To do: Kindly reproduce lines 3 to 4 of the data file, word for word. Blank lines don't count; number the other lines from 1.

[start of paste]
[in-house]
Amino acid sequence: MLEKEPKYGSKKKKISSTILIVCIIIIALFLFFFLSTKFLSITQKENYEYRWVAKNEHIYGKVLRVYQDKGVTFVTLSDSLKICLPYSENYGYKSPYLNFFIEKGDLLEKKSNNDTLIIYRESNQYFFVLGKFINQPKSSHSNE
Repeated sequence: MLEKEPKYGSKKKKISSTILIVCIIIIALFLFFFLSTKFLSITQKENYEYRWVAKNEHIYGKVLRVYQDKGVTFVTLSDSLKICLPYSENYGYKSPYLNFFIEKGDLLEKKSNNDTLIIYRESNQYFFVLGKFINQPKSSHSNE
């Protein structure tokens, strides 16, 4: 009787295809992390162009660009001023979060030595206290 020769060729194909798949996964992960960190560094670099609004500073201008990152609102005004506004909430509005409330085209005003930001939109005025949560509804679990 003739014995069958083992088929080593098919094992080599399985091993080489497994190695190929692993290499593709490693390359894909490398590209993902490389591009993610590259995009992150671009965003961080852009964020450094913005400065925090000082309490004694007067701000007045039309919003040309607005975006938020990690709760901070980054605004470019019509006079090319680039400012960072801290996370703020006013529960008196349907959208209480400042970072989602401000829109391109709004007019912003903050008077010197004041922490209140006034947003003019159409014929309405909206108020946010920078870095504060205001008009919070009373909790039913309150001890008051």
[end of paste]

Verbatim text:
Repeated sequence: MLEKEPKYGSKKKKISSTILIVCIIIIALFLFFFLSTKFLSITQKENYEYRWVAKNEHIYGKVLRVYQDKGVTFVTLSDSLKICLPYSENYGYKSPYLNFFIEKGDLLEKKSNNDTLIIYRESNQYFFVLGKFINQPKSSHSNE
């Protein structure tokens, strides 16, 4: 009787295809992390162009660009001023979060030595206290 020769060729194909798949996964992960960190560094670099609004500073201008990152609102005004506004909430509005409330085209005003930001939109005025949560509804679990 003739014995069958083992088929080593098919094992080599399985091993080489497994190695190929692993290499593709490693390359894909490398590209993902490389591009993610590259995009992150671009965003961080852009964020450094913005400065925090000082309490004694007067701000007045039309919003040309607005975006938020990690709760901070980054605004470019019509006079090319680039400012960072801290996370703020006013529960008196349907959208209480400042970072989602401000829109391109709004007019912003903050008077010197004041922490209140006034947003003019159409014929309405909206108020946010920078870095504060205001008009919070009373909790039913309150001890008051």